An edited version of this interview appeared in the February 2003 issue of the UK MI industry's trade magazine, MI Professional. It should, perhaps, be read alongside the guitar player's version, which appeared in the UK musician's magazine Music Mart, in the same month and which is also available on this site. I've met Chris Martin several times over the years and I hold him (and his charming wife, Diane) in high regard. There is a disease afflicting some of the major U.S. guitar makers, the middle management layers of which sometimes seem barely distinguishable from their opposite numbers in Ford and G.M. That is, mercifully, not something you could say about Chris Martin.


There's a saying in the Cognac region that runs something like: 'The Martells speak only to the Hines, the Hines speak only to the Hennessys and the Hennessys speak only to God'. It's an enjoyable game for rainy afternoons, transposing that to the pecking order of the guitar business, but whoever's names you conjure with, there are no prizes for deciding who it is who gets to be chatting with the Almighty - it has to be C.F. Martin IV.

Only Chris Martin isn't like that - and he's no more like that now than when I first met him, getting on for twenty years ago. In fact he's so not like that that he must be sick and tired of people writing about how normal he seems - how much more like one of his own customers, than the latest of six generations of Martins to have headed the family firm, since the original Christian Frederick decamped from Markneukirchen in 1833, to escape the restrictive practises of guilds in his homeland.

Leaving aside the fact that he's as close as the guitar business gets to royalty, why Chris Martin might have changed during the past couple of decades is because he has been at the helm of the company during difficult times and has succeeded in turning it round. Back in the late 1970s and early 1980s it's an open secret that Martin was in trouble - in fact everyone making acoustic guitars was in trouble. Sales had slumped like a crumpled soufflé after the acoustic '60s and the company had diversified widely but not wisely. There were those who said the writing was on the wall. They were, of course, famously wrong. Acoustic guitar sales bounced back, in no small part due to MTV's Unplugged series, and today the instrument is not only once more in fashion, it is very much back in health. C.F. Martin, meanwhile, has re-invented itself with a line of celebrity-endorsed Signature editions, re-issues of often exquisite beauty and more affordable but still superb 'standards'. What is more, by common consent, it is making guitars as well today as it has ever done.

But, this being the music industry, it hasn't all been good news. Along the way, we lost several instrument brands and Martin's (rather good) Japanese-made Sigmas. Now, in common with their competitors, the company is under pressure from the Green lobby and its friends in Government about the scarcity of much-loved tonewoods, which are now closely monitored and regulated by international agreement. That at least one well-known American acoustic guitar maker has fallen foul of eager Customs and Excise men seeking to enforce the U.N. 'CITES' agreement on the importation of endangered and thus restricted materials, is common knowledge and, as the doyens of the business, Martin must feel itself under an increasingly powerful spotlight.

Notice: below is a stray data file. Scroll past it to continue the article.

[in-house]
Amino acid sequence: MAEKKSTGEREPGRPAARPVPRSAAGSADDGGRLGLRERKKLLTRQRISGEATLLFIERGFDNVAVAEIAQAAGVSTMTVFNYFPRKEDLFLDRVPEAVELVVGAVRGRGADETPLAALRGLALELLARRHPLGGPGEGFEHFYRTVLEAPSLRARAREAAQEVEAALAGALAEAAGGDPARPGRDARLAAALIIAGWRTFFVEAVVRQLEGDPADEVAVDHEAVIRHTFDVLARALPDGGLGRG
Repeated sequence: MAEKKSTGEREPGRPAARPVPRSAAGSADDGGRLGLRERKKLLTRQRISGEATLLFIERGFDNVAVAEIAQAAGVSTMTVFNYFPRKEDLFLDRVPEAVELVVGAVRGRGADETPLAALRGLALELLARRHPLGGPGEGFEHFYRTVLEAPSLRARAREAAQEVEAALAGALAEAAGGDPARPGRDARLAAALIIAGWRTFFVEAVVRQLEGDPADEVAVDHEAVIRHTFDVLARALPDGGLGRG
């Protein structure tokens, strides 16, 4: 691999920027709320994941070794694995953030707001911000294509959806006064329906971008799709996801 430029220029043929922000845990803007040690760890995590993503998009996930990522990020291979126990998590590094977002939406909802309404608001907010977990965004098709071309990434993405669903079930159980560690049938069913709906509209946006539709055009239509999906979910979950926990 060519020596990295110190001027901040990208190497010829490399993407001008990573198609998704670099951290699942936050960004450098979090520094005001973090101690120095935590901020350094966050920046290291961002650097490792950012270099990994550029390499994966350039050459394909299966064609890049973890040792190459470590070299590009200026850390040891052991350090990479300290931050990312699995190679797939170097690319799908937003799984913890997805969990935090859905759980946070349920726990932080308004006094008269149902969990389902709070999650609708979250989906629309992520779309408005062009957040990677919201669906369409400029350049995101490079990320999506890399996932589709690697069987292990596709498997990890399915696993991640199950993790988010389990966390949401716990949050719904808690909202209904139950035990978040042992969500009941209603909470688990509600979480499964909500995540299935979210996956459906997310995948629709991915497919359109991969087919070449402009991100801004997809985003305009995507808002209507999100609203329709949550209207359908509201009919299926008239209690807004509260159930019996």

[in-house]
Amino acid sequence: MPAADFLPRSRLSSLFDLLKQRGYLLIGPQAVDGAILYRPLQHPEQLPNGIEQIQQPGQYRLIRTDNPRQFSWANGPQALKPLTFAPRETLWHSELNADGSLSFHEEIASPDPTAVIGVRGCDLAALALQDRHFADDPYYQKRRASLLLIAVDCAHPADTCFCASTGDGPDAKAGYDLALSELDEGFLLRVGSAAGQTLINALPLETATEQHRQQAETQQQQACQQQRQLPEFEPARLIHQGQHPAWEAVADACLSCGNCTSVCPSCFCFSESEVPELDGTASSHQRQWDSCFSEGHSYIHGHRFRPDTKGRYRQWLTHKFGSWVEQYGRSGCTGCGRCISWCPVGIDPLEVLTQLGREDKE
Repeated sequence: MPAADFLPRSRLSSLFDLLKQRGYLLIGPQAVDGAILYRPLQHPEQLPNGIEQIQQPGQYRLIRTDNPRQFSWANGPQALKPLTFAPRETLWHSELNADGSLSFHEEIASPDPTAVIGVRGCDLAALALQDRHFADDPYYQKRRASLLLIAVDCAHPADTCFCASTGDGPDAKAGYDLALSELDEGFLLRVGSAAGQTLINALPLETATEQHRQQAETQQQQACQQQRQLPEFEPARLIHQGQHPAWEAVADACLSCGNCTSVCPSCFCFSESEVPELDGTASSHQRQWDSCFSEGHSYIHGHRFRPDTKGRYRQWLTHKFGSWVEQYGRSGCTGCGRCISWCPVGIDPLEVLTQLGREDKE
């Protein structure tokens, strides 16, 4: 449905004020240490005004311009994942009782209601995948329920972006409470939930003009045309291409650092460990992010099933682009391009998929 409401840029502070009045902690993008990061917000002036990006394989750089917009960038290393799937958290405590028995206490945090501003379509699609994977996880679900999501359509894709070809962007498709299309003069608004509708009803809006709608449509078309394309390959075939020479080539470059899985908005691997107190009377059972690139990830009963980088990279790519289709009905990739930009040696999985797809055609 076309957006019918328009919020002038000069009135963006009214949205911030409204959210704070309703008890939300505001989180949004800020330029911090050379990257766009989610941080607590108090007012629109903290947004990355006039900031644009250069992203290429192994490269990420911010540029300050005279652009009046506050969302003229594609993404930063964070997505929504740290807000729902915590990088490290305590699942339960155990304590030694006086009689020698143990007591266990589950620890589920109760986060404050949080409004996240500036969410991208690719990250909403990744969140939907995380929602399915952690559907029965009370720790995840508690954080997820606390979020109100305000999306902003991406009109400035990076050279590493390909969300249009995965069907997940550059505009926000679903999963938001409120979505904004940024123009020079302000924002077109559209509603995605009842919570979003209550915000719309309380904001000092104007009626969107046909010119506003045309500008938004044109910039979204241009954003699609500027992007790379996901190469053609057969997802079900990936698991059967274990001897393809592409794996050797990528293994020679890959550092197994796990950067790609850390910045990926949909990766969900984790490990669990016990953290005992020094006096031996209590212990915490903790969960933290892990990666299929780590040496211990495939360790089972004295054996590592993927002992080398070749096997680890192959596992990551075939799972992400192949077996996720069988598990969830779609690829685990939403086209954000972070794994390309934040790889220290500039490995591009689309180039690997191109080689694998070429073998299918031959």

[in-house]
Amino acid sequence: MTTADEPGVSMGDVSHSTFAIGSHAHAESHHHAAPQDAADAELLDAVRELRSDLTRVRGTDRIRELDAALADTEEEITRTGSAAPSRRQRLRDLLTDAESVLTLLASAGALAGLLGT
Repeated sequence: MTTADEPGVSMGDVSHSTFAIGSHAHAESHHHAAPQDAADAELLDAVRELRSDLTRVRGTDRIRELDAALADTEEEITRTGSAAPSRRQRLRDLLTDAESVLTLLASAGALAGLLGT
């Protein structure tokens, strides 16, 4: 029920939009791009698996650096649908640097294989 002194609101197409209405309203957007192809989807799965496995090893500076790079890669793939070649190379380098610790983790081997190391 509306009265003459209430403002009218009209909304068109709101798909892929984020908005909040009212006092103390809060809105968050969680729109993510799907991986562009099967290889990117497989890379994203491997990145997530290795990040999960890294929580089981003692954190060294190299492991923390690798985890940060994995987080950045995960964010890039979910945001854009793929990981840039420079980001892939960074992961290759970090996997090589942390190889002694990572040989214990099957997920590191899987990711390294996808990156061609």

Recently, I had the opportunity to meet up with Chris Martin again (this time in the company of Diane, his charming wife - and that isn't journalistic flattery, she really is) and the long-standing UK distributor, Philip York of the Dreadnought Guitar Co. I had questions about CITES and the whole endangered materials farrago up my sleeve, but first I wanted to know about those difficult years, starting with how Mr. Martin had found himself in the hot seat and what he had done about the trouble the company was in.

'I took over as Chairman and CEO in 1987, following an interim period after my Dad' (Frank Herbert Martin) 'had retired and my grandfather had come back to run the business. That's when I began to feel more connected with it. My father and I had some of those typical father and son things going on and he had rowed the business through the folk boom and then, when it hit that difficult period during the '70s and '80s, he decided it was time to go to Florida and play golf. That's when I really felt more a part of it. Then when my grandfather' (C.F. Martin III) 'passed away, in 1986, the board huddled and said "OK, we'll give the kid a shot"'.

I suggest he's made a pretty passable job of it, but he deflects the compliment with a laugh. 'It was a fortuitous time really because we were forced to we divest ourselves of Vega banjos, Fibes drums and Levin' (the Swedish guitar maker owned by Martin). 'Levin was the most challenging because it was a large organisation in a foreign country and my Dad had borrowed a lot of money to make these acquisitions. That was ok as long as the guitar business was good, but when the acoustic market slowed down in the late '70s and the cash stopped flowing , we almost were forced to go back to the core business, though we kept the D'Arco string company. We really ran the business hand to mouth in those days. The chief financial officer had a blackboard in his office and he would track the incoming cash every day and call the bank. We were this far away from bankruptcy around '83, '84, and then... well, I think musicians and consumers and the people who promote music recognised the emotional value of the acoustic guitar and it started to change.

'It began with some television shows, which used the acoustic guitar as background music, then MTV did Unplugged and then Eric Clapton did Unplugged with a Martin acoustic and it's kind of been on a roll ever since.'

Does the company disclose figures, to give us some idea of the turnaround? 'The figures that we do disclose are production number and total volume. The high point during my father's era, in the mid-late, '70s was something like 17, or 19,000 Martin guitars and what's amazing is that within a period of just a few years that had dropped to 3,000 guitars. Every time we turned around it seemed business was just going down. It hovered at around that 3,000 guitars level for a while and now, this last year, we made just over 60,000 guitars and that's a Dollar volume of about 70 million.'

Those with long memories might wonder at this sort of volume. Can Martin maintain its quality at these production levels?